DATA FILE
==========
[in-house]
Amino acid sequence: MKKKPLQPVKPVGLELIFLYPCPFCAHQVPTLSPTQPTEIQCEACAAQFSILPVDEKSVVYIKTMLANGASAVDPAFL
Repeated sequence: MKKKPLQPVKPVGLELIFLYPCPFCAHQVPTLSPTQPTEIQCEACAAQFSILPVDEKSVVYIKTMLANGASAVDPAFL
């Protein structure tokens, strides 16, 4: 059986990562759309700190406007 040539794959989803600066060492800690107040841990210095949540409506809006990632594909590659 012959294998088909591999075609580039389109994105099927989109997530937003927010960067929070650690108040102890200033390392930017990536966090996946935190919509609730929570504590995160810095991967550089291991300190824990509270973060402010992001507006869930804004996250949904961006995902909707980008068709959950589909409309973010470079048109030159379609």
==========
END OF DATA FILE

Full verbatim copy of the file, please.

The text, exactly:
[in-house]
Amino acid sequence: MKKKPLQPVKPVGLELIFLYPCPFCAHQVPTLSPTQPTEIQCEACAAQFSILPVDEKSVVYIKTMLANGASAVDPAFL
Repeated sequence: MKKKPLQPVKPVGLELIFLYPCPFCAHQVPTLSPTQPTEIQCEACAAQFSILPVDEKSVVYIKTMLANGASAVDPAFL
């Protein structure tokens, strides 16, 4: 059986990562759309700190406007 040539794959989803600066060492800690107040841990210095949540409506809006990632594909590659 012959294998088909591999075609580039389109994105099927989109997530937003927010960067929070650690108040102890200033390392930017990536966090996946935190919509609730929570504590995160810095991967550089291991300190824990509270973060402010992001507006869930804004996250949904961006995902909707980008068709959950589909409309973010470079048109030159379609």